BIOS 3004 Analytical Microbiology

Credit Points 10

Legacy Code 300866

Coordinator Thomas Jeffries Opens in new window

Description The subject provides a theoretical and practical introduction to wide range of microbiological techniques that are commonly used in medical science, industrial and food microbiology, environmental science, and research. Building on a basic understanding of microbiology the subject shows how microorganisms can be isolated, identified, and enumerated using traditional microbiological methods, modern variations on traditional methods, and more recent immunological and molecular methods. The laboratory component is an integral component of the subject as the students use a variety of techniques, methods and commercial systems that are applied in microbiological laboratories, and incorporates problem solving and inquiry based exercises.

School Science

Discipline Microbiology

Student Contribution Band HECS Band 2 10cp

Check your fees via the Fees page.

Level Undergraduate Level 3 subject

Pre-requisite(s) BIOS 2022

Equivalent Subjects BIOS 3031 - Analytical Microbiology


Successful completion of 60 credit points

Assumed Knowledge

A good general knowledge of microbiology and having the technical skills needed to work safely with microorganisms.

Learning Outcomes

On successful completion of this subject, students should be able to:

  1. Describe the microbiological methods used to observe, enumerate, isolate, characterise, differentiate, tag and identify microbial populations.
  2. Discuss the importance of rapid methods in medical microbiology with reference to factors such as cost, speed of diagnosis, accuracy, skill levels and accreditation.
  3. Describe methods for characterising microbial populations in various environments.
  4. Perform a variety of analytical techniques, complying with Occupational Health and Safety guidelines, to identify, characterise and enumerate microorganisms in environmental samples and foods.
  5. Apply different analytical methods given the context, situations and/or scenarios.
  6. Work cooperatively and constructively in groups to solve problems using the scientific method.
  7. Read and interpret scientific articles in the field of analytical microbiology.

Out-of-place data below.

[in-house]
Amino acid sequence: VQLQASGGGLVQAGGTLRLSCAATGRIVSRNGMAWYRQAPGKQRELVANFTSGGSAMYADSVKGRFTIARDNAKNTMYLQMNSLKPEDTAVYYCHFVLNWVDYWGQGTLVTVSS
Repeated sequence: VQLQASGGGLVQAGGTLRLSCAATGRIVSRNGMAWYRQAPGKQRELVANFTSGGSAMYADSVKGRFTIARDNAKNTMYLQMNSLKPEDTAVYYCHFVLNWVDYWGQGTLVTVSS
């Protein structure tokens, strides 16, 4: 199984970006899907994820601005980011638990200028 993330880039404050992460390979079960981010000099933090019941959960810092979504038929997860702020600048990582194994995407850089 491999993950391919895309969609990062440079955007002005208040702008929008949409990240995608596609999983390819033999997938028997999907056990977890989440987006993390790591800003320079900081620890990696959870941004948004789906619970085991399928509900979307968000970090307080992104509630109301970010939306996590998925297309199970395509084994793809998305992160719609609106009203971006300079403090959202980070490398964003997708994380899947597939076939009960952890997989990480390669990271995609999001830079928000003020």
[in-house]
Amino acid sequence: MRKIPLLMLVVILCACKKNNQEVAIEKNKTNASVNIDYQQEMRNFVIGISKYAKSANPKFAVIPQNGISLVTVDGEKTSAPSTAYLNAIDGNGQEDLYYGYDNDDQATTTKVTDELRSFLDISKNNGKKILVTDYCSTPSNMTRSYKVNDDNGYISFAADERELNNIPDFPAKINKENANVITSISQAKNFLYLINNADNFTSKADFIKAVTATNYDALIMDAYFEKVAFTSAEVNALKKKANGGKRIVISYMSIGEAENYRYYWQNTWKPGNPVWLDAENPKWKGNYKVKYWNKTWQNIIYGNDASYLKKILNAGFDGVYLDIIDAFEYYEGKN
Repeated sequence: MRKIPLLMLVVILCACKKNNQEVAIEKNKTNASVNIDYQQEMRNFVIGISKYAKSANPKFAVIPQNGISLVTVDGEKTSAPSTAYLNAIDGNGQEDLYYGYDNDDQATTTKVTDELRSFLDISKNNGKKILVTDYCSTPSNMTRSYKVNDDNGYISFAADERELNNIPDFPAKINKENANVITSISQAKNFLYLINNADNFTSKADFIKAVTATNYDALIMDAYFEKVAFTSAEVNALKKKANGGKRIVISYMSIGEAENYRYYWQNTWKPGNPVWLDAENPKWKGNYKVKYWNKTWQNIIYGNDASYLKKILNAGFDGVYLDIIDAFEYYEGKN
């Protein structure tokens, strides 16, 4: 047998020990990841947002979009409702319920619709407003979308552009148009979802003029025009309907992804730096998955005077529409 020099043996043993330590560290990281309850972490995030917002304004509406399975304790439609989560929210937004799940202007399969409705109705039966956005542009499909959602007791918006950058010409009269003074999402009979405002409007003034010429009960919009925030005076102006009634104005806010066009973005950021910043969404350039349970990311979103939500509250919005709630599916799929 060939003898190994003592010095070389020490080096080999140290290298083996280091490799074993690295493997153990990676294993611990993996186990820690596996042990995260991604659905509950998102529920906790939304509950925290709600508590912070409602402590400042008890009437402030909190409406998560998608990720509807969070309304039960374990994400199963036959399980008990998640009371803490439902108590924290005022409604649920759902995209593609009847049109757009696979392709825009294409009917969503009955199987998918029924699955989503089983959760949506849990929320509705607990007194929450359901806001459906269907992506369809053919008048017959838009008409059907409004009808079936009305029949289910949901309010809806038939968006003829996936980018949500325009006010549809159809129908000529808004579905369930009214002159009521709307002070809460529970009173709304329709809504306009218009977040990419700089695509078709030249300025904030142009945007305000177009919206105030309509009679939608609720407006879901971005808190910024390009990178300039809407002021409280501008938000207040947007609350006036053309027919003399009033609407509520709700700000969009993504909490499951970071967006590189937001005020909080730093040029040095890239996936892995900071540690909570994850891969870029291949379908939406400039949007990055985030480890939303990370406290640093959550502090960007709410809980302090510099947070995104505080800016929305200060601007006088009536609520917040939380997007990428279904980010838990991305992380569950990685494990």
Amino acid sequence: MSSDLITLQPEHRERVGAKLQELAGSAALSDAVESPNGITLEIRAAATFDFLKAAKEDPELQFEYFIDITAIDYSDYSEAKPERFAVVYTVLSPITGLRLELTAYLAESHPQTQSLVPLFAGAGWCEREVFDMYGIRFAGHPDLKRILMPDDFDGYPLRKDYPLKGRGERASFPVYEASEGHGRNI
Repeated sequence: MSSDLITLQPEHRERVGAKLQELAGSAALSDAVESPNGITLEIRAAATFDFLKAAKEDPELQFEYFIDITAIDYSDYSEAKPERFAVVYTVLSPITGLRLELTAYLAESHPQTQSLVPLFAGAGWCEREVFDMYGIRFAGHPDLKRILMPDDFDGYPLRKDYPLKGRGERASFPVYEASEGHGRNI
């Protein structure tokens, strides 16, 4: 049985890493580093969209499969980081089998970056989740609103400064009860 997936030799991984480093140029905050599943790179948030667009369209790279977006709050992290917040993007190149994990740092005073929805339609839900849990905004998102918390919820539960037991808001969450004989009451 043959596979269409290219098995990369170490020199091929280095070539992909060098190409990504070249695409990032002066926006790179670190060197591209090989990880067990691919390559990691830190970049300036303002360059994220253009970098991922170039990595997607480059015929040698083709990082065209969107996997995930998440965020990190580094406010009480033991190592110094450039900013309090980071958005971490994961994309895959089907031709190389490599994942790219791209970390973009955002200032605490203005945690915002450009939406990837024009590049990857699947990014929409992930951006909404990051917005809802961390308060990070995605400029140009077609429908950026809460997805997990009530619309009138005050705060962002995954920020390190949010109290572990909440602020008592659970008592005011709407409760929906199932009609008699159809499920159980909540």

8. Create a valid hypothesis, and design and undertake an experimental protocol to test this hypothesis derived from a scientific question.

Subject Content

1. The importance of microscopy, particularly fluorescent microscopy in analytical microbiology.
2. Physical and nutritional methods of selective enrichment of target microorganisms and the use of selective and differential media with emphasis on chromogenic media.
3. Chemical and physical methods to characterise and enumerate microorganisms.
4. The importance of biochemical analyses and computer aided identification systems to identify microorganisms.
5. Methods to determine antibiotic resistance in microorganisms.
6. The different methods of microbial identification based on immunological techniques such as ELISA, immunochromatography and immunoflourescence.
7. The application of molecular methods such as PCR, hybridisation, and NASBA, to detect, differentiate, monitor and target microorganisms quantitatively.
8. Chemical methods such as phospholipid fatty acid analysis and molecular methods such as Terminal RFLP to identify and characterise microbial populations.
9. Application of analytical microbiology in food, medical and environmental studies.


The following table summarises the standard assessment tasks for this subject. Please note this is a guide only. Assessment tasks are regularly updated, where there is a difference your Learning Guide takes precedence.

Type Length Percent Threshold Individual/Group Task
Practical Exam 2 hours 50 Y Individual
Report 2,000 words 30 N Group/Individual
Professional Task Up to 1,000 words 20 N Individual

Prescribed Texts

  • Willey, J. M., Sherwood, L., Woolverton, C. J. (2017). Prescott's Microbiology. Singapore: McGraw-Hill Education. (Recommended Reading)

Teaching Periods

Autumn (2024)



Subject Contact Thomas Jeffries Opens in new window

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